SailNet Community - View Single Post - Safety on board when sailing alone
View Single Post
post #16 of Old 07-07-2017
BillMoran
Senior Member
 
Join Date: Oct 2016
Location: Lake Erie
Posts: 483
Thanks: 244
Thanked 24 Times in 24 Posts
Rep Power: 3
 
Re: Safety on board when sailing alone

Man ... a lot of people getting snippy about the question.

The fact is that carrying a firearm on a boat these days is complicated and difficult. Laws change each time you change ports. As a foreigner, if you ever _use_ the weapon you're going to have a lot of trouble with the local authorities.

But there is a _really_ good reason _not_ to have a gun on board when you cruise. And I've heard this repeated over and over again by many, many experienced cruisers: 99.99% of the people who would board your boat with malicious intent can be scared off with a spotlight. Stories of people being shot because they came out of their cabin brandishing a gun and caused panic in the boarders are frequent. Stories of cruisers keeping watch in the cockpit in sketchy anchorages and the simple act of them shining a spotlight was enough to scare away suspicious persons are numerous. Stories of people spending totally safe, uneventful nights in anchorages are so frequently it would be impossible to count them.

Stories of anyone protecting themselves with a gun while on a sailboat are non-existent. I've never heard a single one. If you know of any stories of this tactic being useful in the last 20 years, I'd be interested to hear it.

So, the reason for not carrying a gun is simple statistics: The chances of you needing it are near zero. The chances that attempting to use it will make the situation worse are small, but existent. And the chances that it will actually protect you are so small that there are no recorded incidences of it. Add to that the likelihood that it will prevent you from entering certain harbors, and make entry complicated in many more ... well, it just doesn't seem practical.

An experienced captain explained his theory on why this is the case: Cruisers bring money to the local economy, so those economies have a vested interest in keeping cruisers coming in; and cruisers talk, so incidents of theft and violence spread and reduce money coming in to the local economy. This alone isn't enough to completely _stop_ crime in these areas, but criminals have learned that there are LOTS of boats to steal from. They want the easy, low-risk take. So any indication that the boat is keeping a watch, or that there will be any resistance and they just move on ... eventually they'll find a careless boater to steal from with no worries. They know that there's lots on deck they can steal without making enough noise to wake anyone, so they almost never go below decks. They know that cruisers have insurance, so a stolen MFD is likely to create a police report that the police don't have time to follow up on, and an insurance claim. But they know that if they go below decks, and if someone gets hurt, then the local police will have the motivation to track them down, as a story spreading about an assault will cause cruisers to stop spending money at their anchorage. Just a few stolen MFDs a week makes pretty good money on the black market, so they aren't terribly desperate to take any risks.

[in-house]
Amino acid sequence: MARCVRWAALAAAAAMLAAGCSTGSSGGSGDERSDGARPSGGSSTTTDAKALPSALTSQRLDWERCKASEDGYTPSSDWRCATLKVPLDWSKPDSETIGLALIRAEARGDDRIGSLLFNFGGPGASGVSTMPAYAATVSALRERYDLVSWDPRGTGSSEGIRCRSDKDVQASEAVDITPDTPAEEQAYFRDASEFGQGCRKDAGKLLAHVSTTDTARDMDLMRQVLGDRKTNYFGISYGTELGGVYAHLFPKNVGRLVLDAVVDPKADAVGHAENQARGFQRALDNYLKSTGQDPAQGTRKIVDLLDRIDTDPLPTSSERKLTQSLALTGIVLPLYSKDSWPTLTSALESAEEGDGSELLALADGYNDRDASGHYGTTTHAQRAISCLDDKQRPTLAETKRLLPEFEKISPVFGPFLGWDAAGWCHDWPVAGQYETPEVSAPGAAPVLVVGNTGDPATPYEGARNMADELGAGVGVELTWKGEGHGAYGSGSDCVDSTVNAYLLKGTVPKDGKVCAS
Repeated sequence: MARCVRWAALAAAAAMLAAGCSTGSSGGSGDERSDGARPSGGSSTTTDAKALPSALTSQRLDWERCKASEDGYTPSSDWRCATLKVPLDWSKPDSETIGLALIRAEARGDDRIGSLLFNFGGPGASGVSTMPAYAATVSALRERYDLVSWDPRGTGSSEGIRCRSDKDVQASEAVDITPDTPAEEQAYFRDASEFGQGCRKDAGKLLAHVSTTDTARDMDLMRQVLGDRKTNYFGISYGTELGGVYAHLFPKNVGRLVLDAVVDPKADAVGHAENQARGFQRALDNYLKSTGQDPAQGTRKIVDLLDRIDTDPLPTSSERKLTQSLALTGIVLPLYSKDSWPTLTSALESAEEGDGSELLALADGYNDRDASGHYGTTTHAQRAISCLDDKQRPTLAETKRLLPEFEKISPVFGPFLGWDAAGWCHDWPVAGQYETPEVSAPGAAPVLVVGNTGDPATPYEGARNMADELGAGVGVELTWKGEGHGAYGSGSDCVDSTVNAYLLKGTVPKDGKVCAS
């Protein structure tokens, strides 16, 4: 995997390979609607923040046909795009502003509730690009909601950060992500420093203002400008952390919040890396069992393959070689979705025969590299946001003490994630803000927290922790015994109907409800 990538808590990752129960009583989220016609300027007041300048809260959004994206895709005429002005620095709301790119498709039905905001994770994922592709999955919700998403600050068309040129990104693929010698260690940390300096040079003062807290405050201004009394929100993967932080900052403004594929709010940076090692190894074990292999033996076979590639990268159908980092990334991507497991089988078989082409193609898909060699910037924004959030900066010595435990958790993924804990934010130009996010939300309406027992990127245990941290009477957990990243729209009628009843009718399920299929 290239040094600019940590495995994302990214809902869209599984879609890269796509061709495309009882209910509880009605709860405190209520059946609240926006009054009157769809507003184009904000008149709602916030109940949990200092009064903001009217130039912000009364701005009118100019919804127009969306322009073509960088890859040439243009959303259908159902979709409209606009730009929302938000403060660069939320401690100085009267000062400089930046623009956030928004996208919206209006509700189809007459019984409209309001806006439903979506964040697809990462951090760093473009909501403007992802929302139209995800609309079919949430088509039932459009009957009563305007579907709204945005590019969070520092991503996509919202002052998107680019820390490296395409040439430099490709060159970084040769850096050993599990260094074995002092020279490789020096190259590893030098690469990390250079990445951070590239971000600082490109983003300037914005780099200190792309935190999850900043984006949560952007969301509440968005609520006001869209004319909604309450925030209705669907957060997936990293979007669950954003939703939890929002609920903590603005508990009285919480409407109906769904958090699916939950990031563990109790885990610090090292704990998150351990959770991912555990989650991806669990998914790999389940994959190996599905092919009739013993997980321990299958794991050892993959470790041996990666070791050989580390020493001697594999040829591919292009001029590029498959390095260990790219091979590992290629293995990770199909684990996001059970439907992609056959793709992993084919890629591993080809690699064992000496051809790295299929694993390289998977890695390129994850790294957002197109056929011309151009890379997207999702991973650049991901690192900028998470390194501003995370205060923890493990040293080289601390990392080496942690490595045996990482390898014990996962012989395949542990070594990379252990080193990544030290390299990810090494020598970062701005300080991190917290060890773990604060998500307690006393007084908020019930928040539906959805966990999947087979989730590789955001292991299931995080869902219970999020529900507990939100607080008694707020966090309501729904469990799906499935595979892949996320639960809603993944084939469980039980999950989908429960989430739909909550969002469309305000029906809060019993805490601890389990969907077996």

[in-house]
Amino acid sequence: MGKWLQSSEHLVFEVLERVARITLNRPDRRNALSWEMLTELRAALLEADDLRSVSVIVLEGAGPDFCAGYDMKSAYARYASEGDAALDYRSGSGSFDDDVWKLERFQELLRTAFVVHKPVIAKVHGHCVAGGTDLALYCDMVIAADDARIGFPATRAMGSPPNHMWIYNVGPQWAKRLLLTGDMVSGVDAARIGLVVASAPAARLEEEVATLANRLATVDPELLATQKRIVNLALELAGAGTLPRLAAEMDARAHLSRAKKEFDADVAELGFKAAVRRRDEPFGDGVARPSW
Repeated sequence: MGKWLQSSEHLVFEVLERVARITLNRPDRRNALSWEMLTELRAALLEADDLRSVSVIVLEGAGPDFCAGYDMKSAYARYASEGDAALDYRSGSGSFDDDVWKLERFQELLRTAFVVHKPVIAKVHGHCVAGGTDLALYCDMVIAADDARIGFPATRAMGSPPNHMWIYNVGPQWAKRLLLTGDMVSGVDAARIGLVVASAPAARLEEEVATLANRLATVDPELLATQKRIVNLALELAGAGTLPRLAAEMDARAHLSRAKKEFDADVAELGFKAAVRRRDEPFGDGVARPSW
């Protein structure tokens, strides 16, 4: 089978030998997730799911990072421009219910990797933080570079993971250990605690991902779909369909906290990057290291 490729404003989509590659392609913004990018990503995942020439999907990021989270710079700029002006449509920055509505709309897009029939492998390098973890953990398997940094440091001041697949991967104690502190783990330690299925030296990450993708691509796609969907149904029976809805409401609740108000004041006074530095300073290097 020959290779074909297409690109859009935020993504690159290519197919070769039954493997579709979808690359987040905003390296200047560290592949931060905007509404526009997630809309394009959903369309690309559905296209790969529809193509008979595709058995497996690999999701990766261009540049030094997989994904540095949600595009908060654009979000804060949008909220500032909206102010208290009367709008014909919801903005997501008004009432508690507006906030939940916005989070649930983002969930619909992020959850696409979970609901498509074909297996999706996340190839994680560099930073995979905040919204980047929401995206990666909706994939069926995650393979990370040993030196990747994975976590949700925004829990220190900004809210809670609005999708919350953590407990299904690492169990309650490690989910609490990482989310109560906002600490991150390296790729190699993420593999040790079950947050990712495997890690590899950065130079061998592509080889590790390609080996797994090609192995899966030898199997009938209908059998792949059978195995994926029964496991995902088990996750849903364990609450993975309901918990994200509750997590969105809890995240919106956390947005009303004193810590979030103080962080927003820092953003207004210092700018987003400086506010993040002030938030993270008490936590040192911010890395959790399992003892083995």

It _is_ unintuitive. At least it was to me. But the facts support the conclusion that carrying a guy while cruising just isn't worth it.

But, of course, you've brought one of the more controversial topics to this forum, so you're going to get heated answers. The fact that you're surprised by that is somewhat funny to me. You might as well start a pro-life vs. pro-choice debate -- it would be equally ponderous to me if you were surprised by the heated responses you got.
BillMoran is online now  
 
 
For the best viewing experience please update your browser to Google Chrome